Watching the Friday afternoon traffic crawling up I-95, I was struck with a thought: There has got to be a better way to get to the Cape and Islands than playing Mad Max on the bumper-to-bumper interstate for endless hours.

Six million people visit the Cape each year, four million of them in the summer and fall. And on most summer weekends they all seem to be directly in front of you on the roads, right? There’s got to be a better way.

There used to be a direct Amtrak train from Washington, D.C., to Hyannis, stopping at major stations in Connecticut. “The Cape Codder” ran from 1985 to 1996 but carried only 1,200 passengers in its final season due to its more than five-hour running time from Stamford. And once you detrained in downtown Hyannis, you were still miles from the beach.

There’s still express bus service running from New Haven to Hyannis, but it’s no faster (though a lot cheaper at $42 one way). (All fares quoted are based on a June Friday departure.)

The newest option is high-speed ferry. The Seastreak runs from East 35th Street in Manhattan to Martha’s Vineyard ($165 one way) and Nantucket ($175 one way) in five and six hours, respectively. Nice boat, but still a long ride, even with the flat-screen TVs, full bar and comfy seats.

Seastreak also operates high speed from New York to Port Jefferson, Long Island, where you can connect with the Hampton Jitney (bus) to that tony beach community in three and a half hours. Or you can chug across to Port Jefferson from Bridgeport on the traditional ferry, and then hop the bus.

If money is no object, you could always fly. JetBlue flies nonstop in an hour from JFK to Hyannis or the Vineyard for as little as $179 one way.

Or there’s Cape Air, whose Cessnas will whisk you from White Plains to the islands in just over an hour for $565 one way. Faster and more exclusive are charters from firms like Trade Winds, whose fleet includes private jets.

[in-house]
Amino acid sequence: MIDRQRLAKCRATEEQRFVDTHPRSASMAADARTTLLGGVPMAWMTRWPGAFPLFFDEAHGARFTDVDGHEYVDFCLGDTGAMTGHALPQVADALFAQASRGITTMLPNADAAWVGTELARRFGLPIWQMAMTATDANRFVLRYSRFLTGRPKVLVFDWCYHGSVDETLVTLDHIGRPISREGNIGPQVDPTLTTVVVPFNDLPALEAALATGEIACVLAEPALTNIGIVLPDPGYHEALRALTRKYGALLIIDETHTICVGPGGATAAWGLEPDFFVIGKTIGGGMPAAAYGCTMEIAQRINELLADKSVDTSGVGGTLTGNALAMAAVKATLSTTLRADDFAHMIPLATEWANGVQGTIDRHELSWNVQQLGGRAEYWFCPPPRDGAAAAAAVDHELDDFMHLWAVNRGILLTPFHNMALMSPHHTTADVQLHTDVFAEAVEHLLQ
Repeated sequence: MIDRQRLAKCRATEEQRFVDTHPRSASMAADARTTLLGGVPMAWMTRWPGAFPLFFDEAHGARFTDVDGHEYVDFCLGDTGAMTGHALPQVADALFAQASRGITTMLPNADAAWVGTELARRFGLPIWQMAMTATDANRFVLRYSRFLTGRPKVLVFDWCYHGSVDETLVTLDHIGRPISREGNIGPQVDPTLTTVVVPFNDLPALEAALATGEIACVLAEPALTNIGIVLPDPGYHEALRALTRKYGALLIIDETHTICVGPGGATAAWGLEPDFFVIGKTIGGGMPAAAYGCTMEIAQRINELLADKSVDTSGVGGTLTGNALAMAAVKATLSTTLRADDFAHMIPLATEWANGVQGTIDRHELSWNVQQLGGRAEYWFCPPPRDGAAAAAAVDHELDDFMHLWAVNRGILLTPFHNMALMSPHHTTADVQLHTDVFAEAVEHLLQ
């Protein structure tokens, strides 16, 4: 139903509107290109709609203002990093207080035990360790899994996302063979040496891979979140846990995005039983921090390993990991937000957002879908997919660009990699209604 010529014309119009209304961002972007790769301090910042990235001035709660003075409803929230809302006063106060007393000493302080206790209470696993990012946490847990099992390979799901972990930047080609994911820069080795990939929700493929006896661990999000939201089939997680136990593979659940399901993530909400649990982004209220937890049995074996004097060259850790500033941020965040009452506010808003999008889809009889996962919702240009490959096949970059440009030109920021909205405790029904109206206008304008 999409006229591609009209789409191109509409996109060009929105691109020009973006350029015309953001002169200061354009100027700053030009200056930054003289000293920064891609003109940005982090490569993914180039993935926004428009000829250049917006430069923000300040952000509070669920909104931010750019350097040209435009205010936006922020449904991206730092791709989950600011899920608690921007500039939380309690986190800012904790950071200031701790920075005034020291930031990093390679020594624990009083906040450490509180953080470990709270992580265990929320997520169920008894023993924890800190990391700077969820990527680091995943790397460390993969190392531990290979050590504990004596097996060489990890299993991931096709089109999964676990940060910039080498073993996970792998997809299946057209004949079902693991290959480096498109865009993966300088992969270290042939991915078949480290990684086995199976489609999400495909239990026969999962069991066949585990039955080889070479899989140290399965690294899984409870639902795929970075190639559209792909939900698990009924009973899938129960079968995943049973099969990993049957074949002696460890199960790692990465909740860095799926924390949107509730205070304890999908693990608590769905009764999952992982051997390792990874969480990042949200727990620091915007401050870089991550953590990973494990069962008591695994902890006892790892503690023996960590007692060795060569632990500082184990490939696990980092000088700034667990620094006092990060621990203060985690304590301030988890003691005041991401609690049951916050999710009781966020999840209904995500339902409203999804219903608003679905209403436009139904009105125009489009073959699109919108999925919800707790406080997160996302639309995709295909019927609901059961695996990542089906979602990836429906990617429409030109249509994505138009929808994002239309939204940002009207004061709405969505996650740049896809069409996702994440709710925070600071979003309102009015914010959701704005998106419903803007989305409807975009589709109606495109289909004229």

Really? Are we this desperate to decamp to the sun and surf when we have perfectly lovely beaches right here in Connecticut?

State-run Sherwood Island is right off I-95 in Westport and bikeable from the Greens Farms stop on Metro-North. And Bridgeport’s city-owned Pleasure Beach reopens in June after a two-decade absence. The free water taxi runs seven days a week.

Another alternative is the Jersey shore. Catch Amtrak to Newark (or Metro-North to Grand Central and switch to Penn Station) and NJ Transit’s “Coast Line” will easily get you to all the shore communities from Long Branch to Bay Head.

So wherever you’re heading for fun and sun this summer, don’t be a slave to bumper-to-bumper traffic. Try transit!

Jim Cameron is founder of the Commuter Action Group, and a member of the Darien RTM. The opinions expressed in this column are only his own. You can reach him at CommuterActionGroup@gmail.com For a full collection of “Talking Transportation” columns, see www.talkingtransportation.blogspot.com.